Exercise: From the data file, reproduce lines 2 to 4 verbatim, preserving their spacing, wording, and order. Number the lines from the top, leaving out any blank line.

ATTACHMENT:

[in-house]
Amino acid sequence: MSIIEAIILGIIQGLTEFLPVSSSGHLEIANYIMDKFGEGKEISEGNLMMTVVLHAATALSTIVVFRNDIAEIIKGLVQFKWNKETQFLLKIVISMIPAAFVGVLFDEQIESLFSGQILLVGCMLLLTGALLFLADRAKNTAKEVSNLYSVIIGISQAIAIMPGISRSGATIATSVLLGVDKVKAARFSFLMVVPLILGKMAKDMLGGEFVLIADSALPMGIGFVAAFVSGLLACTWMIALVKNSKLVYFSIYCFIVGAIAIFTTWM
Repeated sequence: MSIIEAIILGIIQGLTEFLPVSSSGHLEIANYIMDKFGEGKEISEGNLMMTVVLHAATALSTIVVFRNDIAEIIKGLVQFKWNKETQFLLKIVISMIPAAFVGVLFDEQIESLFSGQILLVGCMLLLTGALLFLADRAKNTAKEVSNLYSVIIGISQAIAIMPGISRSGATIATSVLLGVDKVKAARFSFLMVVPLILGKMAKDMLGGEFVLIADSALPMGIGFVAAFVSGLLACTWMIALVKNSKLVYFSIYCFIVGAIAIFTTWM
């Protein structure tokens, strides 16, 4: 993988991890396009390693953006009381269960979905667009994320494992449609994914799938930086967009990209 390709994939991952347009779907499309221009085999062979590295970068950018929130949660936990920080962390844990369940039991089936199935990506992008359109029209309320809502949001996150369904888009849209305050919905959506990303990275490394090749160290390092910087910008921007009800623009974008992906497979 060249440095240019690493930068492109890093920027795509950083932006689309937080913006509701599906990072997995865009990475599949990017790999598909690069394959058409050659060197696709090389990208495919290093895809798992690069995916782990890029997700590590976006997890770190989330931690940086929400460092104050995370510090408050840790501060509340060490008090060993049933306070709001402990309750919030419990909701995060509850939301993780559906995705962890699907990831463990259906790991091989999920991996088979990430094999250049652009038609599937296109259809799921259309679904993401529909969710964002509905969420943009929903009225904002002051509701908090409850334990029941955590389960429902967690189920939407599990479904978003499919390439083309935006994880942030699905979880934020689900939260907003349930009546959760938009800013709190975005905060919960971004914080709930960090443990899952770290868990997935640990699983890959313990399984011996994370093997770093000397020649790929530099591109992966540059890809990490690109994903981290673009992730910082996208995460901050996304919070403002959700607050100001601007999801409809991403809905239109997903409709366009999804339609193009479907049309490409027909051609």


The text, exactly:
Amino acid sequence: MSIIEAIILGIIQGLTEFLPVSSSGHLEIANYIMDKFGEGKEISEGNLMMTVVLHAATALSTIVVFRNDIAEIIKGLVQFKWNKETQFLLKIVISMIPAAFVGVLFDEQIESLFSGQILLVGCMLLLTGALLFLADRAKNTAKEVSNLYSVIIGISQAIAIMPGISRSGATIATSVLLGVDKVKAARFSFLMVVPLILGKMAKDMLGGEFVLIADSALPMGIGFVAAFVSGLLACTWMIALVKNSKLVYFSIYCFIVGAIAIFTTWM
Repeated sequence: MSIIEAIILGIIQGLTEFLPVSSSGHLEIANYIMDKFGEGKEISEGNLMMTVVLHAATALSTIVVFRNDIAEIIKGLVQFKWNKETQFLLKIVISMIPAAFVGVLFDEQIESLFSGQILLVGCMLLLTGALLFLADRAKNTAKEVSNLYSVIIGISQAIAIMPGISRSGATIATSVLLGVDKVKAARFSFLMVVPLILGKMAKDMLGGEFVLIADSALPMGIGFVAAFVSGLLACTWMIALVKNSKLVYFSIYCFIVGAIAIFTTWM
């Protein structure tokens, strides 16, 4: 993988991890396009390693953006009381269960979905667009994320494992449609994914799938930086967009990209 390709994939991952347009779907499309221009085999062979590295970068950018929130949660936990920080962390844990369940039991089936199935990506992008359109029209309320809502949001996150369904888009849209305050919905959506990303990275490394090749160290390092910087910008921007009800623009974008992906497979 060249440095240019690493930068492109890093920027795509950083932006689309937080913006509701599906990072997995865009990475599949990017790999598909690069394959058409050659060197696709090389990208495919290093895809798992690069995916782990890029997700590590976006997890770190989330931690940086929400460092104050995370510090408050840790501060509340060490008090060993049933306070709001402990309750919030419990909701995060509850939301993780559906995705962890699907990831463990259906790991091989999920991996088979990430094999250049652009038609599937296109259809799921259309679904993401529909969710964002509905969420943009929903009225904002002051509701908090409850334990029941955590389960429902967690189920939407599990479904978003499919390439083309935006994880942030699905979880934020689900939260907003349930009546959760938009800013709190975005905060919960971004914080709930960090443990899952770290868990997935640990699983890959313990399984011996994370093997770093000397020649790929530099591109992966540059890809990490690109994903981290673009992730910082996208995460901050996304919070403002959700607050100001601007999801409809991403809905239109997903409709366009999804339609193009479907049309490409027909051609």